MOVIES

Director’s film and art share roots but not venues

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by Radheyan Simonpillai

aroline Monnet is speaking to NOW over Zoom from her Montreal studio while keeping an eye on Quebec’s COVID-19 announcements. The Algonquin-French multimedia artist, whose work is featured on both international screens and galleries, is preparing her latest solo show, which is set to open at the Montreal Museum of Fine Arts on April 21. The pandemic has already delayed the premiere of Monnet’s debut feature film, Bootlegger. The film, which won a screenplay prize at the 2017 Cannes Film Festival’s Cinéfondation, stars Kawennáhere Devery Jacobs as a young woman returning to her reserve during a referendum on prohibition laws. Principal photography wrapped in December 2019, but COVID-19 stretched the postproduction schedule. “We tried to edit at a distance, but it was just too difficult,” Monnet says. She’s a handson artist, as the installations behind her attest. She tends to discover her films in the editing room, so the virtual-collaboration thing isn’t exactly her tempo. “It stops all spontaneity, just being able to sit in the same room as my editor and share and jam with ideas.” Bootlegger, which is now complete, also

Caroline Monnet’s first feature film, Bootlegger, completed its principal photography more than a year ago, but the pandemic forced the multimedia artist to work virtually with her film editor.

feels like a huge divergence from her other work, just because of the nature of collaboration. The film had Monnet working with the whole film-business apparatus (producers, distributors, etcetera) on a feature that is relatively conventional compared to her other work. Her film and fine-art career were forged in the same fire—experimental video shorts and installations like Ikwé (2009)—but Mon-

net says they splintered into two callings. Hypnotic and exhilarating films like “Roberta” (2014), “Mobilize” (2015) and “Creatura Dada” (2016) were playing film festivals like TIFF and Sundance while taking on more narrative qualities along the way. Meanwhile, the fine art became sculptures and installations that would show in galleries. “It’s two very different brains and industries,” Monnet says. “They don’t really mix.”

But Monnet’s entire career has been about bridging disparate identities. Her installations merge modern art with Indigenous tradition. For her 2017 exhibition Memories We Shouldn’t Speak Of, Monnet made sculptures from hair dripping with tar—a nod toward the tar sands and Indigenous beliefs that hair holds onto memories. Her short films often feature Indigenous people going on a journey of some kind, reaching back into their heritage in modern times, or connecting their history with their future. For Monnet—whose father is French and whose mother is from the Anishinabeg First Nation’s Kitigan Zibi in Quebec—these are expressions of the space she occupies and a reclamation, finding a sense of pride in her identity and heritage. Even Bootlegger, which is the first feature to be shot in Kitigan Zibi, was an opportunity to connect with the distant cousins and community she only visited during family occasions and powwows. “It was really, really important for me to spend time there,” Monnet says, “to work with the community, for them to get to know me better, for me to know them better.” g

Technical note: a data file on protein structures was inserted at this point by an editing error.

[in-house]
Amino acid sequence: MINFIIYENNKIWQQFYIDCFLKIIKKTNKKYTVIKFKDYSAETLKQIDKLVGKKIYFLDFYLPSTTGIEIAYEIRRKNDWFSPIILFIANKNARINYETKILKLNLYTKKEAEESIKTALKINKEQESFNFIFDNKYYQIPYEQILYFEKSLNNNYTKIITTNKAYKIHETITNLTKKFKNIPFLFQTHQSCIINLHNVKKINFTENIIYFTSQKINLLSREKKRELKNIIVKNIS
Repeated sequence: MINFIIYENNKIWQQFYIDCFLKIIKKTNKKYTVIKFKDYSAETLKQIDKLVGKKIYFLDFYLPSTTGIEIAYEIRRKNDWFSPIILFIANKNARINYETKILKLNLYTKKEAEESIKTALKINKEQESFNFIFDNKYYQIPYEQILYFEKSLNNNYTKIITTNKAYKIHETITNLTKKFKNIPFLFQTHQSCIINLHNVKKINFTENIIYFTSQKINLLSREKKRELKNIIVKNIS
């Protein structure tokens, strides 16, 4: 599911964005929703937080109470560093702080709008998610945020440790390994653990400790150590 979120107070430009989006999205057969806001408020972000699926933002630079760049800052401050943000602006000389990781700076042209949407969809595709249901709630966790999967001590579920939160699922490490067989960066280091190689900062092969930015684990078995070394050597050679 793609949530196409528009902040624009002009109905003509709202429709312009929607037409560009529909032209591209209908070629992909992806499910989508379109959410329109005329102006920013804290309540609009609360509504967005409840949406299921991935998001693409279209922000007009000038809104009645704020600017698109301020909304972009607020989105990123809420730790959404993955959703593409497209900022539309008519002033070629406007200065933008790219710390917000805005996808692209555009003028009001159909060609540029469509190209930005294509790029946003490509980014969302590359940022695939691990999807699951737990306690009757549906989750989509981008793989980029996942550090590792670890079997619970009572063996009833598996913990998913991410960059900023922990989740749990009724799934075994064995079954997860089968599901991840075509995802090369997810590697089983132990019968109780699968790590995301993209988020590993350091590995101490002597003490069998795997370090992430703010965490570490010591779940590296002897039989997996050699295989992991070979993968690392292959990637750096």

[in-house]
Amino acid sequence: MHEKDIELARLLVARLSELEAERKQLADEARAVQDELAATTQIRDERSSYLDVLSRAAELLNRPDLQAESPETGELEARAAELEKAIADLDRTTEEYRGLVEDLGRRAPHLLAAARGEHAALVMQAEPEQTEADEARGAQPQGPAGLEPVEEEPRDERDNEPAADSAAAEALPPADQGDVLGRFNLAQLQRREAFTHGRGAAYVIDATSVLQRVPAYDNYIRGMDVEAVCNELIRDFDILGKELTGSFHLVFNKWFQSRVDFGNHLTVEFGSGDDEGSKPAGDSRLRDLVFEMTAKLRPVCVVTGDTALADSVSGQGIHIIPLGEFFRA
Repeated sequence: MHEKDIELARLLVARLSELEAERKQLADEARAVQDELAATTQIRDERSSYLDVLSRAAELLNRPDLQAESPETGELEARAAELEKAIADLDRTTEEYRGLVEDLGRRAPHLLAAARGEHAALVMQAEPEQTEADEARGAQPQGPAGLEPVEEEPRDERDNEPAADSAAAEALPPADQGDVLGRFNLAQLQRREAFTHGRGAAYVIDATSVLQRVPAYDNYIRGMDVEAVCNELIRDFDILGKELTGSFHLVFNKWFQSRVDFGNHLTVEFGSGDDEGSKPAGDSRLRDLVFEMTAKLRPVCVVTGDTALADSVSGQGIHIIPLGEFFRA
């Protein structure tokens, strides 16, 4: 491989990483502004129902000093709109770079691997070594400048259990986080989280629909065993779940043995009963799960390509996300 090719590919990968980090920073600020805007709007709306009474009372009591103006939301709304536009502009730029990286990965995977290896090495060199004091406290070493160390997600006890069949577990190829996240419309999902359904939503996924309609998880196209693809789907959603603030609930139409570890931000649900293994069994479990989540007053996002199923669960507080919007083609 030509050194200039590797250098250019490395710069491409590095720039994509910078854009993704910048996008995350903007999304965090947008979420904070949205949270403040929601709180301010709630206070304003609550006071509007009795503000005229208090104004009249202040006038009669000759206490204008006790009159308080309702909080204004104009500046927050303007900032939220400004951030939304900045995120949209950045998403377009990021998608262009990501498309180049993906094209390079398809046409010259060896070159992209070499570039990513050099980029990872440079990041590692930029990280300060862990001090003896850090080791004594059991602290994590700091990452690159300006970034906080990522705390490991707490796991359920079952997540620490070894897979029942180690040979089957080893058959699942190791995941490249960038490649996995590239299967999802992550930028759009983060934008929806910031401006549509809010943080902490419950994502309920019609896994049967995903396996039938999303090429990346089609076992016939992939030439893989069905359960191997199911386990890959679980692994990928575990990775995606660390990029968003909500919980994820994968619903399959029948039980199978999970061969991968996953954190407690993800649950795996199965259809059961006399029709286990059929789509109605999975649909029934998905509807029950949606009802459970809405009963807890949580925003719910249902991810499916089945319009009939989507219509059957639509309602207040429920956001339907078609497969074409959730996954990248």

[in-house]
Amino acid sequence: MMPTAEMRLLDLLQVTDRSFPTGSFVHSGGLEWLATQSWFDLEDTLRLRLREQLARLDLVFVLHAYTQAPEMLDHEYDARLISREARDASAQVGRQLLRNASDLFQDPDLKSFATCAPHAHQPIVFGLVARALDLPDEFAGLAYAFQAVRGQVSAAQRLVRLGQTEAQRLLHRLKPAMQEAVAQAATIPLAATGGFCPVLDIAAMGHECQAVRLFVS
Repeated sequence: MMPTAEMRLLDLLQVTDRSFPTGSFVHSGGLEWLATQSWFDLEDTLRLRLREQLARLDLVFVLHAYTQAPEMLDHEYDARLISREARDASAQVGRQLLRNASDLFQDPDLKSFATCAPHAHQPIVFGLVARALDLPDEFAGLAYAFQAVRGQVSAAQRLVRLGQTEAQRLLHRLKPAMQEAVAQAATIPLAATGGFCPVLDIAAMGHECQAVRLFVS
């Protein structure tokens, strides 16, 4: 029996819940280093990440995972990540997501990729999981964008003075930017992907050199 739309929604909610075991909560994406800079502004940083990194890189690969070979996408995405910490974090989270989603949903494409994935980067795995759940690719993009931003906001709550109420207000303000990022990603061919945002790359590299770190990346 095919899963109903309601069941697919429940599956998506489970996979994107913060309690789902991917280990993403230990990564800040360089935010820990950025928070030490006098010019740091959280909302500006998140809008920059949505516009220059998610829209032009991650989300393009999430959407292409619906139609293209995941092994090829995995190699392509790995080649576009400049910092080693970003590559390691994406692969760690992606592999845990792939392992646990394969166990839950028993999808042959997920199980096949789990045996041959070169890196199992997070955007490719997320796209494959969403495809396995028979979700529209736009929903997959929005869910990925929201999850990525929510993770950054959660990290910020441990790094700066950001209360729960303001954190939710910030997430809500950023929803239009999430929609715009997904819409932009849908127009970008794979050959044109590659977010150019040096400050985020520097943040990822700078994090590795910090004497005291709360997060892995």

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SAVAGE LOVE

Gay, bi, or straight: no excuse for cruel behaviour by Dan Savage

b I’M A FEMALE in my late 20s. I broke up with a toxic ex about a year ago and I’ve been walking around (my house) thinking I was over it. I never missed him and rarely thought about him. A brief backstory: in the final months of us living together, we started having more discussions about children and making a lifelong commitment. He told me he wanted both, yet at this exact time his moderate depression became more severe and he refused to get help. I tolerated his cruel behaviour because I knew how badly he was hurting. This ranged from icing me out to berating me and demanding I leave the home that we shared— my house—citing his need for “alone” time. One time he demanded I get up and leave in the middle of the night and go to a friend’s house! My self-esteem suffered. I finally left. Fast forward to now. I find out he’s been dating a man. I can barely cope with the anger I feel about this. I feel like a casualty of his shame. We have progressive friends! His sister has dated women! His parents are accepting! None of the reasons you list as appropriate ones for staying closeted apply to him, Dan! His inability to accept himself caused me the most severe emotional trauma of my life and I just feel enraged. I logically know this is not about me. It’s about him. So why does this retroactively bother me so much? Part of me wants to say something to him but I’m not sure that would make me feel better. I’d be very appreciative of any guidance you may have. Not sure what to think. - Bitterly Enraged And Really Distressed